Old Appendix B: Duty of Care: Common Law Negligence

Last Updated 19th Mar 2012


This document contacts a very general and basic view of negligence. It sets out and hopefully answers the questions that you ought to be asking. The term "injury" used herein means primarily physical injury and consequential financial loses.

D1. Where does negligence fit into our social fabric?

  1. All of us understand that deliberately causing injury to others is a criminal offence ordinarily resulting in punishment of the perpetrator.
  2. All of us understand that some injuries are accidental, i.e. the circumstances giving rise to them are wholly unforeseeable. No one is responsible. No compensation is payable.
  3. In between those two ends of the spectrum are "negligent acts" i.e., they are not deliberate, but the injury is foreseeable. The negligent person will not be punished however; the injured party may seek financial compensation as a result. The compensation is paid by the individual who has caused the loss and could amount to millions of pounds!

D2. What does it do?

The system of rules is designed to determine in any incident of injury whether an act was negligent, whether the negligent act actually caused injury, whether compensation should be paid and if so how much.

D3. How does it affect me?

  1. Each of us owes a "duty of care" to our "neighbours" not to cause them injury by our negligent acts and omissions.
  2. In order to satisfy or "discharge" that duty of care you must behave as a "reasonable person" would but taking into account your specific skills, knowledge and experience. For example, a "reasonable" non-medically qualified "rescuer" might be forgiven a medical mistake, which a reasonable qualified paramedic would be expected not to make.
  3. Your neighbours are those people whom, if you thought about it might be injured by your negligent acts and omissions. For example:
    1. When driving a motor car your neighbours would include:
      1. Any passengers in your car.
      2. Other road users, drivers and their passengers.
      3. Pedestrians, cyclists etc.
      4. Owners of property adjoining the road.
    2. Anyone for whom you have accepted responsibility (see later for the effect of being a group leader/club's officer)
  4. The duty of care requires you to consider the consequences of your acts and omissions and to ensure that those acts and/or omissions do not give rise to a foreseeable risk of injury to any other person. Clearly, one is not expected to guarantee the safety of others, merely to act reasonably.
  5. In short, all of us owe a duty not to injure other people by our negligent acts and omissions and that is an individual duty which each of us owes all of the time to our "neighbours".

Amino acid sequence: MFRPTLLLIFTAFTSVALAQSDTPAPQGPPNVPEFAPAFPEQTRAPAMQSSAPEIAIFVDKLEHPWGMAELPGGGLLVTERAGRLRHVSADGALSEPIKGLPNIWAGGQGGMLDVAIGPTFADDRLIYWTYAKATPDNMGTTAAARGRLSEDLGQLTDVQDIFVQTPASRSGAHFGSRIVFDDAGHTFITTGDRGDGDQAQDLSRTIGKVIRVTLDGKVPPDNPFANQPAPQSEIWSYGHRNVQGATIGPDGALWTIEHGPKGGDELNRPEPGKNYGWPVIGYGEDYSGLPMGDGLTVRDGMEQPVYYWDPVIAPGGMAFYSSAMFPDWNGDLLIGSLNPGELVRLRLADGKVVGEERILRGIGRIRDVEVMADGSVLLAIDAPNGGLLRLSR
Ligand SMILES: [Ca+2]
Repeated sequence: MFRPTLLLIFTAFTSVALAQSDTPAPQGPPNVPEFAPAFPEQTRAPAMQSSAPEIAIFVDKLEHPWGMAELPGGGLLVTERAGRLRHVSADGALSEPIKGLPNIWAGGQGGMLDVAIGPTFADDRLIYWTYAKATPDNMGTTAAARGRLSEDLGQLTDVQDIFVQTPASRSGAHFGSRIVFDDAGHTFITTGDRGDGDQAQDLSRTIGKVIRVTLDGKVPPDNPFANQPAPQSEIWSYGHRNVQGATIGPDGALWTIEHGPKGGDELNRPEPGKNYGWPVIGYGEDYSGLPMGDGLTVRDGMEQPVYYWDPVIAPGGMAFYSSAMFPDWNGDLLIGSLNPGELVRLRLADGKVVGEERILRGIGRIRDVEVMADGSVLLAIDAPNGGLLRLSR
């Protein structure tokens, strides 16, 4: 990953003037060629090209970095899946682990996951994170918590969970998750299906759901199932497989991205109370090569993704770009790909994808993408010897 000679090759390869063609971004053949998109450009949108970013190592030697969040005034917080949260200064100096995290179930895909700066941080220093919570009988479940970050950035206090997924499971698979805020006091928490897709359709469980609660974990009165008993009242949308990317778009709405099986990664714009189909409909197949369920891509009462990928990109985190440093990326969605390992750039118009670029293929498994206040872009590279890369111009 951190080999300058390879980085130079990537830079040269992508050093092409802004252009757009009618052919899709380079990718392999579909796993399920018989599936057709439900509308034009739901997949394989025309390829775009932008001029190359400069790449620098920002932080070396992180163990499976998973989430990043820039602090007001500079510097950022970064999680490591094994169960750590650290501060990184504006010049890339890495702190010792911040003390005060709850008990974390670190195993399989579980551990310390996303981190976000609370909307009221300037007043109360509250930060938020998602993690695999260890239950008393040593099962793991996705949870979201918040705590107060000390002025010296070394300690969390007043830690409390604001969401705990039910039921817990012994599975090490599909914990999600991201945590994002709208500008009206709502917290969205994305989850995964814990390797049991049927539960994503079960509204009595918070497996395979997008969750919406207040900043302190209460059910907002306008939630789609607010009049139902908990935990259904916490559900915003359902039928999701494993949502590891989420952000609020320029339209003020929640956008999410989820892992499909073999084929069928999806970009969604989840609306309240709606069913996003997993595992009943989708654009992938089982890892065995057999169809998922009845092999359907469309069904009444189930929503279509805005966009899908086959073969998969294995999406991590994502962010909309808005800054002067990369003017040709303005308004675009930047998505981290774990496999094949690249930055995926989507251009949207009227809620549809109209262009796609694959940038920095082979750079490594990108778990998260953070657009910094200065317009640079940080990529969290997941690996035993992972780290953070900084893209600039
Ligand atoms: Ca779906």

D4. Does ordinary membership of a club affect my ordinary duty of care?

Not usually. You still owe the individual duty of care to your neighbours. However, the people who are your "neighbours" might alter and/or increase to include other club members and others with whom you may now come into contact as a result of membership of that club. 

D5. Will being a group leader of a club affect my ordinary duty of care?

  1. It may do. As a group leader (or team captain) you have accepted the responsibility of leading others. You owe them a duty to ensure that they are not exposed to a foreseeable risk of injury, as far as you reasonably can.
  2. It should be noted that on any outing where a group leader has not been appointed the most experienced and or qualified person there ought reasonably to intervene and at least advise if a foreseeable risk of injury arises.

D6. Will accepting office in a club affect my duty of care?

Yes, it may well do so. If you accept a position you are likely to agree to carry out certain functions, which may affect the safety of others both inside and outside the club. You are accepting responsibility and you must fulfil those duties to the best of your ability without negligence. That is, you must not create a foreseeable risk of injury and you must take reasonable steps to deal with any foreseeable risk of injury, which exists or arises.

For example: if you agreed to be the equipment officer you must take reasonable inspections of the equipment to see that it is reasonably safe.

D7. Conclusion?

  1. The law of negligence seeks to ensure that as individuals we are responsible for our actions and inaction’s and that we consider those who might be injured by those acts and omissions.
  2. The actual standard varies according to an individual’s skill and experience and requires us all to behave reasonably.
  3. It is possible to lay down golden rules, which, if followed, will preclude the possibility of a successful civil claim. However, behaving responsibly and considerably is likely to mean that no injury will be occasioned in the first place.
  4. The safety net that we all hope we will never need is third party liability insurance. If a compensation claim is successfully brought then this insurance should pay out. All members of the Students Union automatically have such cover. Members of certain clubs may have additional cover where affiliated to NGB’s with that facility.

© P.J. Debney, Partner, Cartwright and Lewis, Solicitors 1998   Sponsored by the Student Activities Safety Association